„The new Polish government seems to be just as much hostage to the coal industry as that of Donald Tusk and this is no surprise,” comments Marek Jozefiak from Polish NGO Polska Zielona Sieć. „Blocking the development of renewable sources of energy will have far-reaching consequences for Polish energy security. If we maintain our current energy mix, based on coal, we will either increase our dependence on energy imports, due to the rise in hard coal imports, or get burdened by the huge costs which are necessary to keep our ruined industry alive.” (3)
„Tusk has made a name for himself in Europe by promoting energy security, but what Poland and the other countries in the V4+2 group are doing now is precisely putting this energy security under great jeopardy,” adds Jozefiak.
For more information, contact
Ondrej Pasek, CEE Bankwatch Network
Marek Jozefiak, Polska Zielona Siec / Polish Green Network
1. The full text of the declaration is available here:
Excerpts from the declaration are below.
2. According to latest Greenpeace report, cheap prices of energy produced from coal are an expensive illusion. In the last 25 years subsidies to coal mining and coal-based electricity production in Poland reached 170 bn PLN, whereas external costs on health amounted to further 700 bn PLN.
3. Read more about investment needs in energy efficiency in Central and Eastern Europe here:
And country by country recommendations for the sustainable use of EU funds in Central and Eastern Europe:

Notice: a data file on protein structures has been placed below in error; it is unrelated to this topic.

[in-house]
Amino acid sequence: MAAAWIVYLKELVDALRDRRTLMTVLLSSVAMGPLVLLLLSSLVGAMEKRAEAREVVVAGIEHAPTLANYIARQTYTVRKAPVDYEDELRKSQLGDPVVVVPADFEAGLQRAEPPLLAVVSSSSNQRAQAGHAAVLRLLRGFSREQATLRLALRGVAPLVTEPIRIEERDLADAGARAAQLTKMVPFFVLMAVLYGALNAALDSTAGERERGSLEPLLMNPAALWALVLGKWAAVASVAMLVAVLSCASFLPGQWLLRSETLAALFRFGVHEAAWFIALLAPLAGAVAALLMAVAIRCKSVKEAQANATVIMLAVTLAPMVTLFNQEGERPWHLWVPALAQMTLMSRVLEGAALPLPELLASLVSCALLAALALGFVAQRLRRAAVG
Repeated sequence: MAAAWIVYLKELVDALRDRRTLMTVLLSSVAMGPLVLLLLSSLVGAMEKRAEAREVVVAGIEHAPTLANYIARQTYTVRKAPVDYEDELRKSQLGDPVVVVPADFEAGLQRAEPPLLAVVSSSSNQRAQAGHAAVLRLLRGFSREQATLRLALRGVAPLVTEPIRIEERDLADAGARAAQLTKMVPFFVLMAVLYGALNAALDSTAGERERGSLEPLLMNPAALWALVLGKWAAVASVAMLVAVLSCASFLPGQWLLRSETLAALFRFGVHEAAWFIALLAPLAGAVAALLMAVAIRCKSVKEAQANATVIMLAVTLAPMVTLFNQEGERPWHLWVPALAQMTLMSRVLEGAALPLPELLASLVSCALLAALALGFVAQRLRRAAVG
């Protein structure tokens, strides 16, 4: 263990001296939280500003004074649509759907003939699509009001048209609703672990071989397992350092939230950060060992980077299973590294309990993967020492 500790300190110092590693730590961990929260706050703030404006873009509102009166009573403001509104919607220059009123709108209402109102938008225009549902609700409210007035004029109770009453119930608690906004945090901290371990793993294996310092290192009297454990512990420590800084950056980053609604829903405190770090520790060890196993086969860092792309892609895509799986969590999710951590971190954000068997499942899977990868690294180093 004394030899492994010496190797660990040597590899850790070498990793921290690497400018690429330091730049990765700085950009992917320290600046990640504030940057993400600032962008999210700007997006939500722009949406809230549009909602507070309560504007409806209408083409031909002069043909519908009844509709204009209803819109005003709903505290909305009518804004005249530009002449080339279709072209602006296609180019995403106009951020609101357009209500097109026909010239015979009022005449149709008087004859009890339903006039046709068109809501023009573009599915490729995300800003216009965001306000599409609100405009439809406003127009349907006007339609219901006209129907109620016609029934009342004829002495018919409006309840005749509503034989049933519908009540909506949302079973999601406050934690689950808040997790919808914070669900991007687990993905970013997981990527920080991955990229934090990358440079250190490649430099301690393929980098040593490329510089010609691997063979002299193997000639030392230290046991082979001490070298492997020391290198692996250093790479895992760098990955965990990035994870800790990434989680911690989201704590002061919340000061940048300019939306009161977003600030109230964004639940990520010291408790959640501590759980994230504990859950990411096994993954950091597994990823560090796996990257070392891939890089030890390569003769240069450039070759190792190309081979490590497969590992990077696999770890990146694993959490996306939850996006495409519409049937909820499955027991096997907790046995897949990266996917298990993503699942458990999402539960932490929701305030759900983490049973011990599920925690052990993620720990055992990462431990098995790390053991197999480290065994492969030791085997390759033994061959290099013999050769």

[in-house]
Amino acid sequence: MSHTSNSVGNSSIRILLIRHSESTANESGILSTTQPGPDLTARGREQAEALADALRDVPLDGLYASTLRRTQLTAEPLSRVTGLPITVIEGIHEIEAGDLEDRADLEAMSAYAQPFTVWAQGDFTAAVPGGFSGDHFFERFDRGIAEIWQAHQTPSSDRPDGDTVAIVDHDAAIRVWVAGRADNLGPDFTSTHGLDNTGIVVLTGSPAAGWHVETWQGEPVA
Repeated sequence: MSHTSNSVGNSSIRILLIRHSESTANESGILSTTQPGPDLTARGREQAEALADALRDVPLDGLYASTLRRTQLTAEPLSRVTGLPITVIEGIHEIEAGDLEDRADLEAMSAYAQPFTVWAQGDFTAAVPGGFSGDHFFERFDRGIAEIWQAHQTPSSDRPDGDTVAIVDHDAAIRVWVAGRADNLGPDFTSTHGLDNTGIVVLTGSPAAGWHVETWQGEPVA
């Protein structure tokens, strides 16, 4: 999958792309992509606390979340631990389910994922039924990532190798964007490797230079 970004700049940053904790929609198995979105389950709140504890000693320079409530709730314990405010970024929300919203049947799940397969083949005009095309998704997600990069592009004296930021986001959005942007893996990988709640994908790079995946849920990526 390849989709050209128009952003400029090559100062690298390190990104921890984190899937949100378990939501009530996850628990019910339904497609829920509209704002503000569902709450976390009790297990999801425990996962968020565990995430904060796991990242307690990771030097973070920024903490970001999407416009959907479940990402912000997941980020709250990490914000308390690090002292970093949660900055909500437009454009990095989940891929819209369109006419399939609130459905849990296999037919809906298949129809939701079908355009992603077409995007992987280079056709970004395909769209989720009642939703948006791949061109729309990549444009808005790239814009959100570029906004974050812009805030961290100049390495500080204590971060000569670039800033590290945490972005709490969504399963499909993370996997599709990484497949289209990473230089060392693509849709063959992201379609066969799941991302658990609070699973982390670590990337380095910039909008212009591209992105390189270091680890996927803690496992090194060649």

Excerpt from the final declaration made yesterday by the V4+2 group:
„The Ministers and State Secretaries reiterate that the single greenhouse gas (GHG) emissions reduction target at EU level must be set realistically and in a technology neutral way. The introduction of any legally binding renewable energy and energy efficiency targets at EU or national level is not desirable, in particular in the context of the proposal for the new governance system.
Moreover, the V4+ countries share the common view that the final agreement on the policy framework is conditioned by fair effort sharing and solidarity mechanism in both ETS and non-ETS sectors among the Member States based on the current distribution criteria reflecting 2020 package ambition levels, in particularly in non-ETS.2
Furthermore V4+ is convinced that predictable, stable and efficient rules protecting industry against carbon leakage are also indispensable part of a future agreement. Besides that V4+ supports higher flexibility between ETS and non-ETS sectors and the banking AEAs after 2020.
In addition, the V4+ Ministers and State Secretaries also declare that in addition to fair distribution of efforts in both ETS and non-ETS sectors an additional compensatory mechanism should be established enabling lower income Member States to finance modernization of their energy systems and industrial innovations. The V4+ countries also maintain their position that any decision on climate and energy policy must respect that it is the sovereign right of every Member State to freely choose its most suitable energy mix as provided in the Treaty.”
Image by Dennis Jarvis (CC BY-SA 2.0)
- Ukraine’s addiction to nuclear energy poses a decades-long threat to Europe
- New South East Europe NGO scorecard report shows mixed progress towards a sustainable energy sector
- Too good to be true? Assessing one year of the Investment Plan for Europe
- Guest post: Renewables kept in thrall in the Czech Republic
- Guest post: Realities in the Czech renewable sector defy the ideas of the Paris Agreement